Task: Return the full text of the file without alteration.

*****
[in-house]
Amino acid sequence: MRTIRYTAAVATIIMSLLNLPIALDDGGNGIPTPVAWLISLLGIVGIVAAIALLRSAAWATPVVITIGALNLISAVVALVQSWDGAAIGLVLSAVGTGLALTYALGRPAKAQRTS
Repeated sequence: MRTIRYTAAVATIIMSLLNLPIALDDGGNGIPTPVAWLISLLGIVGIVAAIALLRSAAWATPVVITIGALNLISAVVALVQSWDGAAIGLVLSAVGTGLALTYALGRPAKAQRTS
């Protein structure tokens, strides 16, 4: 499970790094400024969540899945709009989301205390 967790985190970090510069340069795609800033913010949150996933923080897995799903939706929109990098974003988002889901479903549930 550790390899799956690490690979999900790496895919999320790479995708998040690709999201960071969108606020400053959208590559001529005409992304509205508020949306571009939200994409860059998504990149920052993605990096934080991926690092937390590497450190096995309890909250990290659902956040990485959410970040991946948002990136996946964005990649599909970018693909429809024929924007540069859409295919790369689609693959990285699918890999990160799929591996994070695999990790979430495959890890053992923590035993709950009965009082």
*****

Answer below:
[in-house]
Amino acid sequence: MRTIRYTAAVATIIMSLLNLPIALDDGGNGIPTPVAWLISLLGIVGIVAAIALLRSAAWATPVVITIGALNLISAVVALVQSWDGAAIGLVLSAVGTGLALTYALGRPAKAQRTS
Repeated sequence: MRTIRYTAAVATIIMSLLNLPIALDDGGNGIPTPVAWLISLLGIVGIVAAIALLRSAAWATPVVITIGALNLISAVVALVQSWDGAAIGLVLSAVGTGLALTYALGRPAKAQRTS
């Protein structure tokens, strides 16, 4: 499970790094400024969540899945709009989301205390 967790985190970090510069340069795609800033913010949150996933923080897995799903939706929109990098974003988002889901479903549930 550790390899799956690490690979999900790496895919999320790479995708998040690709999201960071969108606020400053959208590559001529005409992304509205508020949306571009939200994409860059998504990149920052993605990096934080991926690092937390590497450190096995309890909250990290659902956040990485959410970040991946948002990136996946964005990649599909970018693909429809024929924007540069859409295919790369689609693959990285699918890999990160799929591996994070695999990790979430495959890890053992923590035993709950009965009082």